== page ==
Therefore, it makes sense to me that the debate on a head of state model should be held during the first term of government in an independent Wales. This can be followed by a referendum which should be put to the electorate during the second term. On the day following independence, all law would continue as is until such time as the elected government of an independent Wales retained or changed it, including the head of state model.
Many in Wales are content for the British monarchy to remain in post following independence. This should not be a controversial view to hold. Indeed, it is the current reality of the likes of Australia and Canada. Ireland too started off along this path. The established form of the elected head of government in Wales is and would remain the Prif Weinidog/First Minister. A constitutional monarchy has also been the norm in the lives of the vast majority of us. So it is reasonable to conclude that many will advocate for its continuation post-independence.
However, the argument of instead installing a descendant of one of the former royal dynasties of Wales has been put to me more than once over the years. I feel confident in saying this line of thinking is currently on the far fringes of the debate. Personally, I think it is a complete non-starter. If we’re looking that far back, it is important to note that the Kingdom of England went to great lengths to stamp out those royal lines. Therefore, any living descendants are likely to be from junior branches of the various family trees, for those who care about such things.
The reality is that, even if you could identify a candidate, they’d very likely be an ordinary member of the public without the skills required to be a head of state, and possibly lacking the desire to even take up the mantle. Just look at the current royals. It is their sole life purpose to ‘rule’, but are they the best candidates our society has produced? I think it’s safe to say that they aren’t. This option is born of the ‘what ifs’ of history, nostalgia, and romanticism, and is probably best left there.
The big tent of YesCymru
There are strong arguments from both sides of this debate, and perhaps a lot of eye-rolling from those in the middle who aren’t overly vexed. I think that is why YesCymru’s neutral stance on the monarchy is important. It is vital that the independence movement has a big tent, umbrella organisation, where people may have passionate opposing views but can put those aside to work towards the shared ultimate goal of independence.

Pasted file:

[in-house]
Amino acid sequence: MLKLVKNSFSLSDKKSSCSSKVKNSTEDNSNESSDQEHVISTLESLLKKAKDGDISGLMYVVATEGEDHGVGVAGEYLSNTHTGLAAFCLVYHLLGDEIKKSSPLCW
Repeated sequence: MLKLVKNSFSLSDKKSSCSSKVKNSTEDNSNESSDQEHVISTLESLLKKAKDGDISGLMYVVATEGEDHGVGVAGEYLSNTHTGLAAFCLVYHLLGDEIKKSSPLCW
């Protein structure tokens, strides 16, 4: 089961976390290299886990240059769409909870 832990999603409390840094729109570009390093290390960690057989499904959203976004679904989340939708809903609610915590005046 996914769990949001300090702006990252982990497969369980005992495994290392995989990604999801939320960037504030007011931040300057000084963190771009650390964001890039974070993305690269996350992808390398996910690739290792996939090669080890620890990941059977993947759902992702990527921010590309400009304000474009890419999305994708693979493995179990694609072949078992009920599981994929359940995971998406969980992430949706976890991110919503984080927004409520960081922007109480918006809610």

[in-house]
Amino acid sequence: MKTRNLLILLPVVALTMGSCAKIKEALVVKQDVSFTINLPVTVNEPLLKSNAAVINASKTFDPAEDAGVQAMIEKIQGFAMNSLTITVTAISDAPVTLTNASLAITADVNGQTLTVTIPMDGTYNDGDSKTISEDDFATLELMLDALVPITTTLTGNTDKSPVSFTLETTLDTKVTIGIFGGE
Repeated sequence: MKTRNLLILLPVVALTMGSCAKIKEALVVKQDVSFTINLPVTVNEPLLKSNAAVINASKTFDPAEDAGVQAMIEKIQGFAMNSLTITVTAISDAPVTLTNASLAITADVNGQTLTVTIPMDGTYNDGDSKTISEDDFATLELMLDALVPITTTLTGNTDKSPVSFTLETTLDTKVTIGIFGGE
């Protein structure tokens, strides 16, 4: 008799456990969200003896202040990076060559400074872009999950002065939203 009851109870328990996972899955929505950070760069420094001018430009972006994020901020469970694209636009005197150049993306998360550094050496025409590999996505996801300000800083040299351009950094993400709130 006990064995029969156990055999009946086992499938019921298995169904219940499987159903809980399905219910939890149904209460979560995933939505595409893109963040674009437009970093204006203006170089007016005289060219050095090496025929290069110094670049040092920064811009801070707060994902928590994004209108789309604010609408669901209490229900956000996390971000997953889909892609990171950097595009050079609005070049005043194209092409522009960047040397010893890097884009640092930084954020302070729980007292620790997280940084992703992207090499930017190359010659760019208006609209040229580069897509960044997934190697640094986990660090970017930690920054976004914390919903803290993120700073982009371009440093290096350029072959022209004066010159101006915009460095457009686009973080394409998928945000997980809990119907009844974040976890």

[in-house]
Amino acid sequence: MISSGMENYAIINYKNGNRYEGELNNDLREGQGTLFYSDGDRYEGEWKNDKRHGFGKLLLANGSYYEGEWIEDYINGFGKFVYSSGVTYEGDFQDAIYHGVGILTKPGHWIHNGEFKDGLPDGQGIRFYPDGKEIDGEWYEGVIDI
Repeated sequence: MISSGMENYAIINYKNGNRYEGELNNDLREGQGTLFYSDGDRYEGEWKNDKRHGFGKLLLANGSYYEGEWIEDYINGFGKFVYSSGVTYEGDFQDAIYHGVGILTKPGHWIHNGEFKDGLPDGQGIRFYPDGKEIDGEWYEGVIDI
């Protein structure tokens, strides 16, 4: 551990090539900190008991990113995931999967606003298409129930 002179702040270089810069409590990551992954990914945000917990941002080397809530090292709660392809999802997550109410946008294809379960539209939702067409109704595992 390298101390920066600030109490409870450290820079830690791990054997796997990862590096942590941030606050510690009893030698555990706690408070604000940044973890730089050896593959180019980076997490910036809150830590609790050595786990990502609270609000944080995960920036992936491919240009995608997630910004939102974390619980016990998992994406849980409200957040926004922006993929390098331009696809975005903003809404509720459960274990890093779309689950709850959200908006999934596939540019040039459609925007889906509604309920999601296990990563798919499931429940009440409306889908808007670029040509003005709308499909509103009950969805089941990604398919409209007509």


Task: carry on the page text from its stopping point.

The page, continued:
Over the years there have been several attempts to turn YesCymru into an advocate of very specific versions of independence. If that ever happens, there is no big tent organisation to step into the breach; the movement as a whole needs that organisation.
That is why the parties, organisations, and individuals who campaign for their versions of an independent Wales, and aren’t shy about their views on the monarchy or a future republic, need to exist and thrive. My message to them is: put your views out there, make statements, write articles, and if they’re sensible and linked to independence then YesCymru may well platform them.
Independence is a shared goal for many from all sorts of different political persuasions. We need to be pragmatic when it comes to things like the monarchy. Independence is the key that unlocks every door for Wales. It gives our elected government the full levers of power to enact what it was elected to do. It means not being trampled over, not having to seek the permission of another country, not being ruled by politics we have not consented to.
Whether republican, monarchist, or something in between, we will march together for independence in Swansea this coming Saturday, 20th May. Be there, join us.